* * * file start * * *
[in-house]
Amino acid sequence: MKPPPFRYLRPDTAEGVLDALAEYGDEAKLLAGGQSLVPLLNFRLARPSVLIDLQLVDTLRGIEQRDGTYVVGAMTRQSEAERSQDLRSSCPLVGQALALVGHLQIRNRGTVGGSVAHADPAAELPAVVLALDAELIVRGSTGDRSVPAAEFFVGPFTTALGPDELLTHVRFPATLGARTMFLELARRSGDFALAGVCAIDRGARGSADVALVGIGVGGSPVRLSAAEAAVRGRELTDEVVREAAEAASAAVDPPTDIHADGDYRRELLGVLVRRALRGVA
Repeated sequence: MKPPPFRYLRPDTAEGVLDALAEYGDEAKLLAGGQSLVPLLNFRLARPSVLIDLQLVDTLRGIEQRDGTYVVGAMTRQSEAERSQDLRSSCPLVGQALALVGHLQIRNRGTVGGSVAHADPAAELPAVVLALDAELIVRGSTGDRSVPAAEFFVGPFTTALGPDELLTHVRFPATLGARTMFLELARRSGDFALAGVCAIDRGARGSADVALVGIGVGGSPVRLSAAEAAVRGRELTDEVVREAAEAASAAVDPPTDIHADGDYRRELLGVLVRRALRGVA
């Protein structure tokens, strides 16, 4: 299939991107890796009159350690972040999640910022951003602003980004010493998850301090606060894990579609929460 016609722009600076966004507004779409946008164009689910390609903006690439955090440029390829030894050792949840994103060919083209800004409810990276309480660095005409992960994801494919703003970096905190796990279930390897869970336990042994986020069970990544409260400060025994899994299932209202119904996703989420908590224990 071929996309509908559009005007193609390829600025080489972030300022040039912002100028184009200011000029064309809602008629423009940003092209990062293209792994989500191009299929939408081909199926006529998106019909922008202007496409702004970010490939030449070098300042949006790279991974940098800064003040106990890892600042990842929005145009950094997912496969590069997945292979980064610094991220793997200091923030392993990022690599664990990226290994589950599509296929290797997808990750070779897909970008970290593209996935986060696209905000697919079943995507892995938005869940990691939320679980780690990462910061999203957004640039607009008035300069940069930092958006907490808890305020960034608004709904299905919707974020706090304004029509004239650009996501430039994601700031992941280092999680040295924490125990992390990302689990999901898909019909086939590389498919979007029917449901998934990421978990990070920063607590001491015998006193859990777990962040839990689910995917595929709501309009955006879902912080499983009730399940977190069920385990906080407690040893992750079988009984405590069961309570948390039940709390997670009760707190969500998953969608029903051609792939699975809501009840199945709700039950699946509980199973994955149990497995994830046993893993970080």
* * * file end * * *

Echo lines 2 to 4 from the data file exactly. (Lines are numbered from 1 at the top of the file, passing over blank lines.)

Amino acid sequence: MKPPPFRYLRPDTAEGVLDALAEYGDEAKLLAGGQSLVPLLNFRLARPSVLIDLQLVDTLRGIEQRDGTYVVGAMTRQSEAERSQDLRSSCPLVGQALALVGHLQIRNRGTVGGSVAHADPAAELPAVVLALDAELIVRGSTGDRSVPAAEFFVGPFTTALGPDELLTHVRFPATLGARTMFLELARRSGDFALAGVCAIDRGARGSADVALVGIGVGGSPVRLSAAEAAVRGRELTDEVVREAAEAASAAVDPPTDIHADGDYRRELLGVLVRRALRGVA
Repeated sequence: MKPPPFRYLRPDTAEGVLDALAEYGDEAKLLAGGQSLVPLLNFRLARPSVLIDLQLVDTLRGIEQRDGTYVVGAMTRQSEAERSQDLRSSCPLVGQALALVGHLQIRNRGTVGGSVAHADPAAELPAVVLALDAELIVRGSTGDRSVPAAEFFVGPFTTALGPDELLTHVRFPATLGARTMFLELARRSGDFALAGVCAIDRGARGSADVALVGIGVGGSPVRLSAAEAAVRGRELTDEVVREAAEAASAAVDPPTDIHADGDYRRELLGVLVRRALRGVA
């Protein structure tokens, strides 16, 4: 299939991107890796009159350690972040999640910022951003602003980004010493998850301090606060894990579609929460 016609722009600076966004507004779409946008164009689910390609903006690439955090440029390829030894050792949840994103060919083209800004409810990276309480660095005409992960994801494919703003970096905190796990279930390897869970336990042994986020069970990544409260400060025994899994299932209202119904996703989420908590224990 071929996309509908559009005007193609390829600025080489972030300022040039912002100028184009200011000029064309809602008629423009940003092209990062293209792994989500191009299929939408081909199926006529998106019909922008202007496409702004970010490939030449070098300042949006790279991974940098800064003040106990890892600042990842929005145009950094997912496969590069997945292979980064610094991220793997200091923030392993990022690599664990990226290994589950599509296929290797997808990750070779897909970008970290593209996935986060696209905000697919079943995507892995938005869940990691939320679980780690990462910061999203957004640039607009008035300069940069930092958006907490808890305020960034608004709904299905919707974020706090304004029509004239650009996501430039994601700031992941280092999680040295924490125990992390990302689990999901898909019909086939590389498919979007029917449901998934990421978990990070920063607590001491015998006193859990777990962040839990689910995917595929709501309009955006879902912080499983009730399940977190069920385990906080407690040893992750079988009984405590069961309570948390039940709390997670009760707190969500998953969608029903051609792939699975809501009840199945709700039950699946509980199973994955149990497995994830046993893993970080």